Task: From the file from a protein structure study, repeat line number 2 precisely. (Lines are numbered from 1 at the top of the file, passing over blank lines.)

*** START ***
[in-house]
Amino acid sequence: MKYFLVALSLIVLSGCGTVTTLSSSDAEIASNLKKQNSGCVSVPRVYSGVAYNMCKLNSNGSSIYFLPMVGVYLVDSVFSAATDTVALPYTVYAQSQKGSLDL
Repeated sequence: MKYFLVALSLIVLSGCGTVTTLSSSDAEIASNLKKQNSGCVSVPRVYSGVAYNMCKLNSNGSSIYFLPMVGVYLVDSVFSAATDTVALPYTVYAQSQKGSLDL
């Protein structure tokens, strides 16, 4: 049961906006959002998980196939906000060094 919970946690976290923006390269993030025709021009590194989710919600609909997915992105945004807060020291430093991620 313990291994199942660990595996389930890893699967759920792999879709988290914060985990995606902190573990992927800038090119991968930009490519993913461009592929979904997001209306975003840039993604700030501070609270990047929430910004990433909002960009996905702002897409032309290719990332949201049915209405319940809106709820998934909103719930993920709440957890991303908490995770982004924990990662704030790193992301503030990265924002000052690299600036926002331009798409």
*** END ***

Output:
Amino acid sequence: MKYFLVALSLIVLSGCGTVTTLSSSDAEIASNLKKQNSGCVSVPRVYSGVAYNMCKLNSNGSSIYFLPMVGVYLVDSVFSAATDTVALPYTVYAQSQKGSLDL